London | St. Reatham

I’m growing fond of Streatham Hill. It’s a buzzword for ‘shit’ around much of London, which I quite like. I ask somebody at a party where they live and they say ‘Pimlico’ or ‘Balham’ or whatever, and I say ‘nice’, and then they ask me where I live and I say Streatham and they say ‘oo’—the same sort of ‘oo’ noise people make when a footballer on the telly trips up and his shin bones burst through his calves.

But I like Streatham more and more. Yeah, the architecture is pretty ugly, and moving here after the splendour of Strasbourg was a real shock to the system. But there’s a lot of life here. Every day, all I have to do is walk down Streatham High Road and I’ll find something interesting and new. It might be food, it might be music, and it could be from any country in the world.

The mixture of people is perhaps my favourite thing about this city. My flatmate Ivan, forty years old, was born in Uganda, and has lived in London for the past twenty or twenty five years. His girlfriend Nancy—she lives over in Clapham on her own in a gorgeous flat—is a diplomat for the USA. She grew up in Brooklyn, and has a brilliant accent that reminds me of the Beastie Boys. Ivan’s best friend is a guy called Ray who lives across the city. He grew up in Ghana, and has family in Accra.

My second flatmate, Anna, is in her early thirties, grew up in Rome to parents hailing from Sri Lanka and the Philippines. She works in retail and she’s a hopeless romantic at heart, like me. Then there’s Amelle, who’s the same age as me. She’s a paramedic and has lived in London all her life, but regularly visits her family in Morocco and in Spain—when she comes into the kitchen on the phone I hear her conversations weave effortlessly from English, to Spanish, to Arabic.

There’s a brilliant Italian restaurant just up the road called Don Luigi; Anna knows the owner, and sometimes helps out in the kitchen if they’re short-staffed.  Last time I was in there the owner gave me a free shot of something sweet and spicy in a little clay shot glass, and encouraged me to guess the seven ingredients. When I could get not even one of them correct, she wrote them down on a piece of paper for me, along with her signature.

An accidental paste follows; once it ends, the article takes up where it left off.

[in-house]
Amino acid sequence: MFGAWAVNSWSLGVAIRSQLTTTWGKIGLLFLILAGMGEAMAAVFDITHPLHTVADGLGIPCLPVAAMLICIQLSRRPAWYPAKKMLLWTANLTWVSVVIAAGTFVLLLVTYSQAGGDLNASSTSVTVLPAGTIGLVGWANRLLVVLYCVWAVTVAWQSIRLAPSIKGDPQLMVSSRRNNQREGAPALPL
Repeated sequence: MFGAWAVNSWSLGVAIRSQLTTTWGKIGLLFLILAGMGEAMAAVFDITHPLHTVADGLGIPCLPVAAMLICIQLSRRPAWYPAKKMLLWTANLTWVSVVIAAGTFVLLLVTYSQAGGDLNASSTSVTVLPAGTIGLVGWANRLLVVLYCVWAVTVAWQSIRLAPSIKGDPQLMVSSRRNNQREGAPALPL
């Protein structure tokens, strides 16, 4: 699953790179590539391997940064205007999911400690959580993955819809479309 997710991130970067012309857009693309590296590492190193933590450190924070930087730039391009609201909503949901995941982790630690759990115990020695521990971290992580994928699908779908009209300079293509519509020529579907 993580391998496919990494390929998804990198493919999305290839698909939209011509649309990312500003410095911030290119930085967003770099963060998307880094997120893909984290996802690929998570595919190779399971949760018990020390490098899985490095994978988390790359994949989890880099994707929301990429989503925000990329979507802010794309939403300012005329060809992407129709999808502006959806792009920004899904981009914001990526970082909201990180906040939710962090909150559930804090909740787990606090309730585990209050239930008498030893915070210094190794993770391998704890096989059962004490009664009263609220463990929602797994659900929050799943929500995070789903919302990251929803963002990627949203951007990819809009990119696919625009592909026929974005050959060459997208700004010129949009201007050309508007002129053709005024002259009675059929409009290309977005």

The next business along is a Turkish barber where I get my barnet sheared. The two guys who run it, when they’re not busy, sit on a bench out the front of their shop and eat pizza and watch the traffic. And a little further along Streatham High Road there’s a trendy bar-restaurant called the Hamlet where I went for a hungover meal with Anna and Amelle last week. The waiter is from Sicily and his mother tongue is Italian, but he speaks English with a strong French accent because his mother is from France.

My upbringing tells me its bad manners to ask where somebody is from—never mind to ask about their ethnicity. But the people I know here do it all the time. Nobody takes offence in the slightest. It makes me really happy to see it—to see how very different people can be and get along. And nobody holds anything against you, no matter what your story is. Everybody is forever teaching each other about the way their family does things, about the food they eat, the way they live back home or abroad. It inspires me every day.

Yeah, Streatham gets a lot of stick. But it’s really quite nice, once you dig a little deeper.

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